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Miguel Lerdo de Tejada

Miguel Lerdo de Tejada

Miguel Lerdo de Tejada (1812-1861) was a Mexican liberal politician. He is most famous for his formulation of the anticlerical laws which bear his name.

Miguel Lerdo was born in the port city of Veracruz. His father was of Spanish blood and moderately successful as a merchant; the belief exists that he may have been a friend of Antonio López de Santa Ana when both families later lived in Jalapa. As a youth, Miguel was active in the Liberal party, and in 1849 he took part in the Veracruz municipal government, holding at various times the posts of minister of health, public works, and education. In 1853, although still a federalist, Lerdo supported Santa Ana for the presidency and was a member of the commission which called Santa Ana home from exile. Lerdo later served in Santa Ana's Ministry of Public Works.

After Santa Ana's overthrow, Lerdo, always a Liberal, easily collaborated in the government of Ignacio Comonfort, serving as his minister of finance. In 1856 he wrote the famous Ley de Desamortización de Fincas Rusticas y Urbanas, known as the Ley Lerdo. The law's purpose was to disamortize the land held in mortmain by the Church. Conservative by later standards, the law proposed to take Church real estate and sell it on the open market. The proceeds were immediately to be handed over to the Church with a 5 percent sales tax accruing to the government. If the Church desired, it could sell the lands without government interference.

The law created a storm, as the clergy would not recognize the government's right to force them to sell their land. The Mexican Church appealed to the papacy, but the law gave them only 3 months in which to sell. With the clergy refusing to bend, the government began to confiscate and sell Church lands. The clergy rebelled openly. Lerdo, as the author of the hated law, was disliked by the Conservative forces but became a hero to many Liberals, who wanted to make him president.

In 1867 the Conservatives seized Mexico City; Lerdo escaped and joined Benito Juárez in Veracruz. During the Three Year War (1857-1860) Lerdo was one of the most prominent Liberal leaders, serving as minister of the Treasury and as a negotiator with the United States for the sale of lower California (Maclane-Ocampo Treaty). In 1860 he quarreled with Melchor Ocampo over the direction which the sale of Church lands was to take and retired to private life to prevent an open break within the Liberal party. He had also disagreed with Juárez in 1860 over the suspension of the foreign debt, which Lerdo heartily advocated and Juárez at that time opposed.

In November 1860 the Veracruz government called for presidential and congressional elections, and Lerdo emerged as the candidate of a large Liberal faction and a serious rival of Juárez. Although personally attacked by Ocampo and other prominent Juáristas, he remained a threat. On March 22, 1861, Lerdo died suddenly at his home in Mexico City.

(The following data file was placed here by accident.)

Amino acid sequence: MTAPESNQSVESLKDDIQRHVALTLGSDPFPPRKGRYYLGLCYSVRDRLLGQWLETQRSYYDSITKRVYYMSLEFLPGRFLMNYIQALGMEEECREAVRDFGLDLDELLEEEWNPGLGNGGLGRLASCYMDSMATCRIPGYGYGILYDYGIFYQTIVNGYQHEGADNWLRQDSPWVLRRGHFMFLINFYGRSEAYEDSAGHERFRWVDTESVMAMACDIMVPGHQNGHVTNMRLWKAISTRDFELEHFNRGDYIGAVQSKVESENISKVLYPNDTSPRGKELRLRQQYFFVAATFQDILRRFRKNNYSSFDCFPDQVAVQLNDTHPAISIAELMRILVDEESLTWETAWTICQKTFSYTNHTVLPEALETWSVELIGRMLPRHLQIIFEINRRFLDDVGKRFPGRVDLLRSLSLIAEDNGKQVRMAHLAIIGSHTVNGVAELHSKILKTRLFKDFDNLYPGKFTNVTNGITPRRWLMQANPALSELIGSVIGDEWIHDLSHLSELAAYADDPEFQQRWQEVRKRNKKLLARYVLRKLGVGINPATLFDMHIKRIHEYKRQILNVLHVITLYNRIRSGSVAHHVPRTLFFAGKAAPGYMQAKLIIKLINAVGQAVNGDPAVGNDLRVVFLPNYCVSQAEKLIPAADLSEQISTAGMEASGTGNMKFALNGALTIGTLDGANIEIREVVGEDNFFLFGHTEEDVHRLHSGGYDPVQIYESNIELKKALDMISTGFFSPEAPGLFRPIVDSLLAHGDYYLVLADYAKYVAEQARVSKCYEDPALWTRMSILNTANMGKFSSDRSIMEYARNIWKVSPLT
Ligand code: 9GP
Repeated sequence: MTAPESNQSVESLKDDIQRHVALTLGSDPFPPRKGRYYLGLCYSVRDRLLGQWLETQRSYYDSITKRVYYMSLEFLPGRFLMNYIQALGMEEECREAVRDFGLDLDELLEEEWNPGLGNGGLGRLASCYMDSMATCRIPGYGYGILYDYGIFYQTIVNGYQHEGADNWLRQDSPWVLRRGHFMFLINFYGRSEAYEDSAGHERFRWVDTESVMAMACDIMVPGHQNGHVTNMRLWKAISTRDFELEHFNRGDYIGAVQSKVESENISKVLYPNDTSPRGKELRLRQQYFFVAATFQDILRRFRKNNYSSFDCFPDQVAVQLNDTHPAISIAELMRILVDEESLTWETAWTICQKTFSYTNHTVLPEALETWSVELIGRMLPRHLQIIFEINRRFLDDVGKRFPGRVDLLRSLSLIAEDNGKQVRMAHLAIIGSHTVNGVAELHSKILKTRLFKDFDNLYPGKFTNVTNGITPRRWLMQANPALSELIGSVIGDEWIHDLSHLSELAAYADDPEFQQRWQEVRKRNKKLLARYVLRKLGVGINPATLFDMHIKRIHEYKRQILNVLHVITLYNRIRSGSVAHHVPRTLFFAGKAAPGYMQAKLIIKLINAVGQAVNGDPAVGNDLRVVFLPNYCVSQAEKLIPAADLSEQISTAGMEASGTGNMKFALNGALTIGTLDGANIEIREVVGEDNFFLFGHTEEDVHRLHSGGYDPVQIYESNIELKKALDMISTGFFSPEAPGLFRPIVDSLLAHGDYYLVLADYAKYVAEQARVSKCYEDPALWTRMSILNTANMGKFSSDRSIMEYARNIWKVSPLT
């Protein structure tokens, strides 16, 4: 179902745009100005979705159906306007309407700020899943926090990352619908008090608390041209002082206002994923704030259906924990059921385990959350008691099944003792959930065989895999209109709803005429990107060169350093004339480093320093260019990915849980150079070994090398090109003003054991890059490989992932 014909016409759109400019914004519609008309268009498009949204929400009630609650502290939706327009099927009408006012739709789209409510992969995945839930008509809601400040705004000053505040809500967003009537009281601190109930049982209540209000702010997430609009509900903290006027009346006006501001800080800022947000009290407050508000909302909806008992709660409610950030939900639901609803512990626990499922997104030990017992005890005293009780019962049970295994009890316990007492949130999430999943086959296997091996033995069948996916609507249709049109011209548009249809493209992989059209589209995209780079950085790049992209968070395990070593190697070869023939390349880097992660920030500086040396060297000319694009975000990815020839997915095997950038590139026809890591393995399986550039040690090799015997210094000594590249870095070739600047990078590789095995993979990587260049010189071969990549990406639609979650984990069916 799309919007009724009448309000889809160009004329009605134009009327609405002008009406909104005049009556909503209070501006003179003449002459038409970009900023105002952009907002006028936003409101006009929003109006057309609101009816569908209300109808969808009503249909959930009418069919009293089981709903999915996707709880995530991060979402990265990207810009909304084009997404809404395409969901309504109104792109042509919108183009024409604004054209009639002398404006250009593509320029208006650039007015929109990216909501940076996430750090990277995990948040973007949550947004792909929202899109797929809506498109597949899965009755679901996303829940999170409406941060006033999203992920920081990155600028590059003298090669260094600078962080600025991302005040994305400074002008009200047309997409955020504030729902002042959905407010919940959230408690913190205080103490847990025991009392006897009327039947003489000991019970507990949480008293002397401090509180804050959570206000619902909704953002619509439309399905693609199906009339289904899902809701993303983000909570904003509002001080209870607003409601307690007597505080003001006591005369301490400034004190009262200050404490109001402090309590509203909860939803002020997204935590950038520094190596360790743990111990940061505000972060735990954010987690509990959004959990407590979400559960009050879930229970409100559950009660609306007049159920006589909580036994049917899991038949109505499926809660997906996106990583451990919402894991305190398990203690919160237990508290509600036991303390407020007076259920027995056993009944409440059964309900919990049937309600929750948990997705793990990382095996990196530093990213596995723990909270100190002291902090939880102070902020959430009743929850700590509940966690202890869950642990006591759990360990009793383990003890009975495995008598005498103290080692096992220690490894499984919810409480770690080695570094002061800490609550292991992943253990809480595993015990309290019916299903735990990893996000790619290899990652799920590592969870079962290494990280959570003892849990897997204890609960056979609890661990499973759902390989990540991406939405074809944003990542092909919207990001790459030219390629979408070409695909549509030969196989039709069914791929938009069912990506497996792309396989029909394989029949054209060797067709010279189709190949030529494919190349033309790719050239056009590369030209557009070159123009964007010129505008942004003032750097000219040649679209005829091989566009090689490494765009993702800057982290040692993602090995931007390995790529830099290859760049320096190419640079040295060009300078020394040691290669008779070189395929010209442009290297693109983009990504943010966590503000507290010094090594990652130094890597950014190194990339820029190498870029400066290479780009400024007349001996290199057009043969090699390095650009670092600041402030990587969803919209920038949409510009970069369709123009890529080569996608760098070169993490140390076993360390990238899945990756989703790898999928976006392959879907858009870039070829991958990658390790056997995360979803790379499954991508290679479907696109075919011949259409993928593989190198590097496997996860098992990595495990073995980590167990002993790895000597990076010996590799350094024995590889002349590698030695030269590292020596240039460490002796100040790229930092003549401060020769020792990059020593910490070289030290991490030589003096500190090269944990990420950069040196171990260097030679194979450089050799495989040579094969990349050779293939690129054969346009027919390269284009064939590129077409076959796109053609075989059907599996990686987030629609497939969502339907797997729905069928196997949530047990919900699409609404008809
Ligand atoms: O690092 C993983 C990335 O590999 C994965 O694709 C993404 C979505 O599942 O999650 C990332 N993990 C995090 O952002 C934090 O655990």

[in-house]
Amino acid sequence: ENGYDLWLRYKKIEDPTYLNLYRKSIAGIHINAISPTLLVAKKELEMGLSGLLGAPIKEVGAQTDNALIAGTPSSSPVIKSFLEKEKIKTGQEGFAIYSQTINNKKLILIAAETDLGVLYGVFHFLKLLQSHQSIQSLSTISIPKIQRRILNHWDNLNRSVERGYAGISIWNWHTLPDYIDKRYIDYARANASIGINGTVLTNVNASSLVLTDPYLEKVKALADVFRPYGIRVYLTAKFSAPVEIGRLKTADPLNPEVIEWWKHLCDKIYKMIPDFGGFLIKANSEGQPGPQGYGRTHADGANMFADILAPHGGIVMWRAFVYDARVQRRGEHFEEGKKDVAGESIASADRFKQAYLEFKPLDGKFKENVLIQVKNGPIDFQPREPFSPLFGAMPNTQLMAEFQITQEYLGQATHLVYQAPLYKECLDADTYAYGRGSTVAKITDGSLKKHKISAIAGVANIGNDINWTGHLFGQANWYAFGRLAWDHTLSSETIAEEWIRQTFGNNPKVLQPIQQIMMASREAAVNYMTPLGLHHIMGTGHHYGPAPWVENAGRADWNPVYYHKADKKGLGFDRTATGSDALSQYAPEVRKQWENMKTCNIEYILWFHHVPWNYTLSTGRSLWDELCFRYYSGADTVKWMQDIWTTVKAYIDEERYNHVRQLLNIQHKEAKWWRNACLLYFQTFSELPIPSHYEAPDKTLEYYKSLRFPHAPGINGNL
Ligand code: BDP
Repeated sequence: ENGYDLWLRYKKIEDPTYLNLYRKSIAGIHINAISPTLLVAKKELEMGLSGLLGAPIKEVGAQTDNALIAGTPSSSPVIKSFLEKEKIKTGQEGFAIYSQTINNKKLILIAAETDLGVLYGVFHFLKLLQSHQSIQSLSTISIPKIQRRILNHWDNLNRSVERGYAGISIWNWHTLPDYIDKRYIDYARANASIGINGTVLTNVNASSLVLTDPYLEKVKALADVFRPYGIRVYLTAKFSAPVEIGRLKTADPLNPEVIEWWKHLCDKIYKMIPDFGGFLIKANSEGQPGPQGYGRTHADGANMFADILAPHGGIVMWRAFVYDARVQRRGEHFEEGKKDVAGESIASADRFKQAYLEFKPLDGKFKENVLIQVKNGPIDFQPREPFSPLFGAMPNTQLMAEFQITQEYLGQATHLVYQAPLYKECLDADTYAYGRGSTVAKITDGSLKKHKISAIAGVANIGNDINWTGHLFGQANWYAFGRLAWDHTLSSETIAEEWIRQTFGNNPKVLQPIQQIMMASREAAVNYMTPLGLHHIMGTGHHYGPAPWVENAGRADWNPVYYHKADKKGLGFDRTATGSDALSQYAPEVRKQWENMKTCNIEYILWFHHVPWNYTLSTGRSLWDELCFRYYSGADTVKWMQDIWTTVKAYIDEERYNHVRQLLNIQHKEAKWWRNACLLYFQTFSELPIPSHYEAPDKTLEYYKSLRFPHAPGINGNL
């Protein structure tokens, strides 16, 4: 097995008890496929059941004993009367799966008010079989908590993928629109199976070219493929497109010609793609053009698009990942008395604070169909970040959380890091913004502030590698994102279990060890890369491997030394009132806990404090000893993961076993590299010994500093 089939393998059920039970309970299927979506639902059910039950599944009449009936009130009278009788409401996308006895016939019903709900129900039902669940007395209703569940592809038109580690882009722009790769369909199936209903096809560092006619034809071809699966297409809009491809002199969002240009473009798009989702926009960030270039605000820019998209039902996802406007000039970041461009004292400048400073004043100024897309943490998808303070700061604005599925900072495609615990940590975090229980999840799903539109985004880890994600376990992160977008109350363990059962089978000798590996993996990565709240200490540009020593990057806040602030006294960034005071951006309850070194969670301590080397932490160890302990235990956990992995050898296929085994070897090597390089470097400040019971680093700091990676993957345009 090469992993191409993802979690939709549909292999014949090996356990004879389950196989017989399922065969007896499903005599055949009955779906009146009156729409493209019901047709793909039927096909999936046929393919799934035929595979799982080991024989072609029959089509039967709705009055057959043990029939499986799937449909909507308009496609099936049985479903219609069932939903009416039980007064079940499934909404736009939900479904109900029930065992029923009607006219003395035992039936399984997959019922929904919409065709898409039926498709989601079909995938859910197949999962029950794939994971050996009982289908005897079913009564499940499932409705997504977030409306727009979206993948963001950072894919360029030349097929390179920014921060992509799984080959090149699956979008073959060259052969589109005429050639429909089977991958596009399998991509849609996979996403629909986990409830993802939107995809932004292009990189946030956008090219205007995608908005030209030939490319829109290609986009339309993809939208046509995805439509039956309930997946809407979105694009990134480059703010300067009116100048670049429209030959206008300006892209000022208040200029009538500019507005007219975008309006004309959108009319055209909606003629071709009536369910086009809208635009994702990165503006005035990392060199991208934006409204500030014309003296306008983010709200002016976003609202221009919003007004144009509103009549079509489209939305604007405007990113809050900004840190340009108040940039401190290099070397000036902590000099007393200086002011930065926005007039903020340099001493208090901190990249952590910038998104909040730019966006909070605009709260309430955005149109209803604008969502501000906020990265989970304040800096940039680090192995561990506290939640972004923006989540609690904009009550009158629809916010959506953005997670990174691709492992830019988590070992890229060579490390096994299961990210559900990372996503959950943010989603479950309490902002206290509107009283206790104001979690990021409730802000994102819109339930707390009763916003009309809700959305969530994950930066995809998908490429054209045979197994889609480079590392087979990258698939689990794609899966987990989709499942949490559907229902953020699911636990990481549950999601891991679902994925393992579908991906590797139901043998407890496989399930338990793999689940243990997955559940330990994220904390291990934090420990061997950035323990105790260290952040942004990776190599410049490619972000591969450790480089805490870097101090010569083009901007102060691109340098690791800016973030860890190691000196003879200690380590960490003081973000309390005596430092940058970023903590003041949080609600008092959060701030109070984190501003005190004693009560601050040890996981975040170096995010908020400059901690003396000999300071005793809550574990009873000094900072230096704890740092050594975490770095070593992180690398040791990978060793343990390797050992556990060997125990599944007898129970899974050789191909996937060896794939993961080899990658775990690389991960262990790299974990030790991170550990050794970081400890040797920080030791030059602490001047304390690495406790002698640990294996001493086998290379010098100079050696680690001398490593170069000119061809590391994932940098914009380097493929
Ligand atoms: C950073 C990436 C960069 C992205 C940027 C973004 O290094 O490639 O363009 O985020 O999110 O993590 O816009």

Further Reading

There is no biography of Lerdo. Some information can be found in Frank Knapp's biography of Lerdo's brother, The Life of Sebastian Lerdo de Tejada, 1823-1889 (1951). Those interested in Miguel Lerdo's life must consult general histories of the period. Among the best are Hubert Howe Bancroft, History of Mexico (6 vols., 1883-1888), and Henry Bamford Parkes, A History of Mexico (1938; 3d rev. ed. 1960). □

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Lerdo de Tejada, Miguel

Miguel Lerdo de Tejada (mēgĕl´ lĕr´ŧħō dā tāhä´ŧħä), d. 1861, Mexican liberal statesman, a leader of the Revolution of Ayutla, cabinet member under Juan Álvarez. As minister under Comonfort, he initiated the Ley Lerdo (1856), a law providing for the forced sale of all real property of the Roman Catholic Church. He helped draft the constitution of 1857 and later drew up a law nationalizing church property. His laws, disastrous failures in his day, were essential parts of the reforms of Benito Juárez. His younger brother, Sebastián Lerdo de Tejada, 1820?–1889, also an important liberal in the Revolution of Ayutla, was for years a close associate of Juárez. He succeeded as provisional president after the death of Juárez (1872). A revolt under Porfirio Díaz, begun in 1871, was put down. The reform laws were incorporated in the constitution (1874). Order was restored for a time, but when, in 1876, Lerdo procured the consent of congress to his continuance in office, a new revolt began, again led by Porfirio Díaz. Lerdo's forces were defeated, and he fled to New York City, where he died.

See biography by F. A. Knapp (1951, repr. 1968).

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